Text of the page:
Commentary

The new and truly “Iceland”

Raindrops were sprinkling Alaska’s largest city again Thursday, and suddenly the year-old climate-change speculation about Anchorage transforming into “a less sunny version of Seattle” wasn’t so funny.

This was especially true given that in most ways a less sunny version of Seattle would be preferable to what the country’s largest northern city has turned into this winter: a less sunny, ice-coated, slippery version of Seattle.

Since the start of the new year, what little precipitation has fallen has alternated between rain and snow, and snow and rain. The resulting glop turns to ice under the slightest of pressure. Anywhere cars have driven, bicycles have ridden, people have walked or even the moose have waltzed, the ground is covered with a coat of ice.

The Iditarod Trail Sled Dog Race, which normally stages its ceremonial start in downtown Anchorage on the first Saturday in March, is talking about a how it might need to trim the opening show to a blocks-long event staged on snow hauled in from elsewhere. Mushers don’t want to risk injury to dogs on the ice-covered city bike trails that usually lead the race out of town.

The Iditarod Trail Invitational, a bike, run and ski race along the same historic trail, is worrying that a companion Anchorage event, the city’s first “Big Fat Ride,” could fall short of the goal of setting a record for a gathering of fat-tired bikers. The birthplace of the fat-tired bikes that sparked a national fad, Anchorage is suddenly a place where tires heavily studded for riding on ice are better equipment than four-inch wide tires for riding on snow.

And the skiing? Forget the skiing. The Tour of Anchorage, once one of the country’s biggest cross-country ski races, is praying for snow while working on “Plan B: The Tour of Kincaid SML” — SML as in snow-making loop. Organizers are planning to use five kilometers of manmade snow  and “creative course design with the snowmaking loop” to replace a famed 100-kilometer marathon with “a race, a party, and fun!”

This is what it has come to: Anchorage, once the Nordic ski capital of the United States, having already transitioned from cross-country skis to fat bikes because of bad snow conditions, is looking for new winter recreation options.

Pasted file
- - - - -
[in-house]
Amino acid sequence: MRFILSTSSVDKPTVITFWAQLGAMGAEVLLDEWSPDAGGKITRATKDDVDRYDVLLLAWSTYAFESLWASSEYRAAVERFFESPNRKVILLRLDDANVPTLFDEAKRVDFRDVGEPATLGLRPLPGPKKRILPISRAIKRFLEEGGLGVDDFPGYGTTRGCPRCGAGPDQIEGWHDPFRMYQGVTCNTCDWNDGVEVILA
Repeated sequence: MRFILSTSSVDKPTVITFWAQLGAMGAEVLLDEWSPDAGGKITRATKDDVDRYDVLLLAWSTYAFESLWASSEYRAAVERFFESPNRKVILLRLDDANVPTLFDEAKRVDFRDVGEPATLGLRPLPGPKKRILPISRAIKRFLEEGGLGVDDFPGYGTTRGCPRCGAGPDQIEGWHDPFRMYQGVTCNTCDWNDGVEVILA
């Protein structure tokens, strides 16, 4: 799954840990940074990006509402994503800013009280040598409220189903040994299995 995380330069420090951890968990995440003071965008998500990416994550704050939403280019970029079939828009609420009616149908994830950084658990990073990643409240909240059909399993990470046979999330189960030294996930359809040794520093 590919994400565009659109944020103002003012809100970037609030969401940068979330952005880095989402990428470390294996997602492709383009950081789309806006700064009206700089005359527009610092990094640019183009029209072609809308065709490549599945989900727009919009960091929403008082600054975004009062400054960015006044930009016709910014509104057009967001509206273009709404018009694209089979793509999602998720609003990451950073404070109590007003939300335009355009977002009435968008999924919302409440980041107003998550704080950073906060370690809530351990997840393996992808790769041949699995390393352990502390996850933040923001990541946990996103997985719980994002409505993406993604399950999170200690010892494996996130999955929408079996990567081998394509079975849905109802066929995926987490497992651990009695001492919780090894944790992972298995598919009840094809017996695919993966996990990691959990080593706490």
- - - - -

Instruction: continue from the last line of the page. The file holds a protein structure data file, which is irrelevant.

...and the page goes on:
How about ice skating in the streets? You laugh? Check out the youtube video: https://www.youtube.com/watch?v=lJuWFJqdd18

“As a skier, snow biker, whatever, I think it’s worse than last year,” confessed Jim Jager, a one-time Nordic racer and father to a budding cross-country skiing star. “When my 16 year old goes, ‘Oh, I can remember when I was young,’ something is wrong.'”

Four years ago, Anchorage witnessed a record snowfall. Some people joked about a new Ice Age. That ended with a winter of marginal snow in 2013-14 and then back-to-back disasters in 2014-15 and this year.

Average Anchorage snowfall is 74.5 inches. Anchorage set a record low snow last year with 25.1 inches. There has been 25.8 inches so far this year, but nearly all of it has washed away or turned to ice.

Winter sports enthusiasts are downright depressed.

“It’s the cumulative impact,” Jager said. “Basically we went to one of the all time great winters to a marginal one and then to two awful ones.”

Kathi Merchant, the Fat Bike organizer, said she’s confident the situation will get better, and that even if it doesn’t, fat bikers will stud their tires and turn out for the Big Fat Ride anyway. The Iditarod says it will go on somehow no matter what in Anchorage and points to the fact there is at least snow to the north of the city this year.

The actual start of the Iditarod last year had to be moved hundreds of miles away to Fairbanks in the Interior because the south slope of the Alaska Range mountains was bare. At least there is now snow in the mountains where the  fabled “great White Silence” of revered northern poet Robert W. Service once again reigns.

And Alaskans are famous for their perseverance in the face of adversity. They’ve long endured the short days of the long, cold dark; the earthquakes that rock the coastal regions; and a bit of isolation from the real world of America.

So why would they give in to the great Dark Wet Iceland? So what if they have to lash on crampons just to step out of the house without going down on the ice?

 

 

 

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